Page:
Celebrating 25 years this October, Albuquerque Community Foundation’s Future Fund acquaints younger members of the community with responsive philanthropy, develops community awareness and nurtures leadership. Since its inception in 1997, Future Fund has awarded more than $360,000 in unrestricted grants from an endowment of nearly $750,000. In the past, Future Fund reviewed unfunded grant applications, asked groups to create videos and/or give presentations to members, who then voted on which organizations received funding. This meant organizations might be favored because they had more resources to create and/or present materials. Or because they were already known to a Future Fund member.
The pandemic forced us to think differently. We thought about the time that goes into applying for funding – time that takes away from providing services. To remove some of the obstacles to funding and get support out to the community quickly, we pivoted. Social distancing, and the reality that nonprofits everywhere are under much different burdens prompted us to rethink our grant-making.
In 2021, we began using a masquerade format to award our major grant at our annual Grant Night. Rather than first determining the organizations to fund, we thought about the issues facing our community. Members circulated among tables for discussion on each of three broad categories, immersing themselves and advocating for the issue, not a specific organization. After robust, wide-ranging and emotional conversations, members voted for the cause they believed should be funded, not the organization. The specific organizations previously chosen in each category remained anonymous throughout the grant-making process, only to be revealed after members voted on the issue they wanted to fund.
This year, we followed the same format, broadly choosing housing and homeless services as the focal point for volunteering and grants. Family Promise received $25,000 to support their programs to empower families who are at risk of homelessness or experiencing homelessness to achieve sustainable independence through a community-based response.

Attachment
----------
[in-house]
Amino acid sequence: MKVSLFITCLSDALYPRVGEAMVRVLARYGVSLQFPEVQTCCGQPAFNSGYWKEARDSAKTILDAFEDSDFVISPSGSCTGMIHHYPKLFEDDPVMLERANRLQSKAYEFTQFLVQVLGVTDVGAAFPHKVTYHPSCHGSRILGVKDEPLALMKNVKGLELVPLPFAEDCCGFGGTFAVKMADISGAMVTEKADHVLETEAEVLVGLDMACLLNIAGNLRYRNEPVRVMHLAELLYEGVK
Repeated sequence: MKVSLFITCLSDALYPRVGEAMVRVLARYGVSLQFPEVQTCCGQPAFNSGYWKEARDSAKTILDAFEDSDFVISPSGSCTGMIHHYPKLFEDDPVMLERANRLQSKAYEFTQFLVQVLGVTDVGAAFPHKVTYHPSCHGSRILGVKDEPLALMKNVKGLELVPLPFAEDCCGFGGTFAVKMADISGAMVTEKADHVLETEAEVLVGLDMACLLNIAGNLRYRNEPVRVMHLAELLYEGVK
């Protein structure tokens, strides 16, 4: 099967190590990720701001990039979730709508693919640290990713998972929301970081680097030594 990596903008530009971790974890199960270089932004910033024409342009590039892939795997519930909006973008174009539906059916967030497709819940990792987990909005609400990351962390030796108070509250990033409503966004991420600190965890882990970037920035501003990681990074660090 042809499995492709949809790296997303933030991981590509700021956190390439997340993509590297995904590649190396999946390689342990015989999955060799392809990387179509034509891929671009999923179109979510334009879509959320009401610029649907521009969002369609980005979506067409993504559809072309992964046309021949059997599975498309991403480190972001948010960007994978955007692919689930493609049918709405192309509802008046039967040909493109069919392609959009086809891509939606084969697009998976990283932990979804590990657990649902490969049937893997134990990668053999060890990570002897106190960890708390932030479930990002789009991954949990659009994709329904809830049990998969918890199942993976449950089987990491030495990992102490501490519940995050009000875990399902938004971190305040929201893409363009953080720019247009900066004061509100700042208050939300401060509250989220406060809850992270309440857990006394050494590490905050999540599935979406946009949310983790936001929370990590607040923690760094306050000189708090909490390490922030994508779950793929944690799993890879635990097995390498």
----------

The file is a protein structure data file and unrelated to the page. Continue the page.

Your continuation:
Under this new model, we asked the previous year’s Grant Night recipient to nominate three nonprofits to receive one of three annual microgrants voted by the membership. Five Sandoval Indian Pueblos Inc. received $1,500 to continue its work strengthening and enhancing the lives of its member tribes and the surrounding communities.
Lastly, we also brought back the Outstanding Philanthropist award to change the perspective on how philanthropy and giving are defined. The award went to Natasha Garcia, executive director of the New Mexico Women’s Re-Entry Center. Natasha is using her lived experience to help women and their families in finding wellness and breaking the chains of substance use disorder, homelessness, and justice-involvement.
We believe our innovative approach to funding benefits not only the organizations who received grants, but our members, too. They learn more about the problems facing our community and how to make a deeper impact. And they come to understand that they don’t need to wait for permission or to reach a certain age to be “philanthropists.” As leaders in the community, Future Fund members are already creating change through this new way of engaging with causes important to them.
We invite you to support organizations working in the areas you care about, whether by donating money, volunteering or spreading the word. And if you’re interested in the work of the Future Fund, or would like information about joining, visit go.abqcf.org/future-fund.